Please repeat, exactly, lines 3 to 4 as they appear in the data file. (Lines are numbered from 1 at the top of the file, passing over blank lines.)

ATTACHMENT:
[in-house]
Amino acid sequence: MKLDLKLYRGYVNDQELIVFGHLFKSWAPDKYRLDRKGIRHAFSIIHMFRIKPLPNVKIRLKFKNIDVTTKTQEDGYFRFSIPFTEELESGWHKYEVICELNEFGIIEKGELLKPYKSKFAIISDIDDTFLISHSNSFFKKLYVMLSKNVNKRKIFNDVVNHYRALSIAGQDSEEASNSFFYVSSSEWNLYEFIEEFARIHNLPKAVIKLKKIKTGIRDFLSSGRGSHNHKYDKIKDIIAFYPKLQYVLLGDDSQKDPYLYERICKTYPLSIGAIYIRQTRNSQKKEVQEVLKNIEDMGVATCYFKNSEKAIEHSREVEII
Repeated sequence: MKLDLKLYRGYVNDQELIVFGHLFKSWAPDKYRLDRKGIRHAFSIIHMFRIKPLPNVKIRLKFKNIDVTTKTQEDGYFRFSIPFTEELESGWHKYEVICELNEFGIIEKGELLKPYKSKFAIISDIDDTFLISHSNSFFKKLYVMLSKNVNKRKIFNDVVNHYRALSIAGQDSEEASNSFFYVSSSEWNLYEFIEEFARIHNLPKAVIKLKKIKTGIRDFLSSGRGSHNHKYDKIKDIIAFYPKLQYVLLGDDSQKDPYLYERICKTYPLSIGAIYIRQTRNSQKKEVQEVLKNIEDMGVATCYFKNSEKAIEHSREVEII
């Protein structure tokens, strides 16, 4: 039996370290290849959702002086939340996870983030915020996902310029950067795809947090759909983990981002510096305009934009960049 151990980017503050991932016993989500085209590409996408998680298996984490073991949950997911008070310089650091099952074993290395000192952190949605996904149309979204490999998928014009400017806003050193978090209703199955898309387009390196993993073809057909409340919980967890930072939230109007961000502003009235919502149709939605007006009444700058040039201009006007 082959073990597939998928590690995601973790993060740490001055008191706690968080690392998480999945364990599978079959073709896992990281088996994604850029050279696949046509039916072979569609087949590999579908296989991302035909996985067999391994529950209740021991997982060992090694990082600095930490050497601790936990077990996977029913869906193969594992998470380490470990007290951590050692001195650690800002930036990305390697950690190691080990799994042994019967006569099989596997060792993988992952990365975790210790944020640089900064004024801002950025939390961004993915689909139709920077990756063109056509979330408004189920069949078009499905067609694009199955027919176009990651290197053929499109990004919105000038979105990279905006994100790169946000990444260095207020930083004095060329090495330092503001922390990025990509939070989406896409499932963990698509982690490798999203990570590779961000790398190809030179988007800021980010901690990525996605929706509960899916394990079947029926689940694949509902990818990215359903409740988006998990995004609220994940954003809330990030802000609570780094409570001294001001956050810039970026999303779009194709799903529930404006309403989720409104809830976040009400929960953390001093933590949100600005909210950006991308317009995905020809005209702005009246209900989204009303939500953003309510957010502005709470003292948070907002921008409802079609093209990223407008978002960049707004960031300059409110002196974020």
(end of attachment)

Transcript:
Repeated sequence: MKLDLKLYRGYVNDQELIVFGHLFKSWAPDKYRLDRKGIRHAFSIIHMFRIKPLPNVKIRLKFKNIDVTTKTQEDGYFRFSIPFTEELESGWHKYEVICELNEFGIIEKGELLKPYKSKFAIISDIDDTFLISHSNSFFKKLYVMLSKNVNKRKIFNDVVNHYRALSIAGQDSEEASNSFFYVSSSEWNLYEFIEEFARIHNLPKAVIKLKKIKTGIRDFLSSGRGSHNHKYDKIKDIIAFYPKLQYVLLGDDSQKDPYLYERICKTYPLSIGAIYIRQTRNSQKKEVQEVLKNIEDMGVATCYFKNSEKAIEHSREVEII
């Protein structure tokens, strides 16, 4: 039996370290290849959702002086939340996870983030915020996902310029950067795809947090759909983990981002510096305009934009960049 151990980017503050991932016993989500085209590409996408998680298996984490073991949950997911008070310089650091099952074993290395000192952190949605996904149309979204490999998928014009400017806003050193978090209703199955898309387009390196993993073809057909409340919980967890930072939230109007961000502003009235919502149709939605007006009444700058040039201009006007 082959073990597939998928590690995601973790993060740490001055008191706690968080690392998480999945364990599978079959073709896992990281088996994604850029050279696949046509039916072979569609087949590999579908296989991302035909996985067999391994529950209740021991997982060992090694990082600095930490050497601790936990077990996977029913869906193969594992998470380490470990007290951590050692001195650690800002930036990305390697950690190691080990799994042994019967006569099989596997060792993988992952990365975790210790944020640089900064004024801002950025939390961004993915689909139709920077990756063109056509979330408004189920069949078009499905067609694009199955027919176009990651290197053929499109990004919105000038979105990279905006994100790169946000990444260095207020930083004095060329090495330092503001922390990025990509939070989406896409499932963990698509982690490798999203990570590779961000790398190809030179988007800021980010901690990525996605929706509960899916394990079947029926689940694949509902990818990215359903409740988006998990995004609220994940954003809330990030802000609570780094409570001294001001956050810039970026999303779009194709799903529930404006309403989720409104809830976040009400929960953390001093933590949100600005909210950006991308317009995905020809005209702005009246209900989204009303939500953003309510957010502005709470003292948070907002921008409802079609093209990223407008978002960049707004960031300059409110002196974020």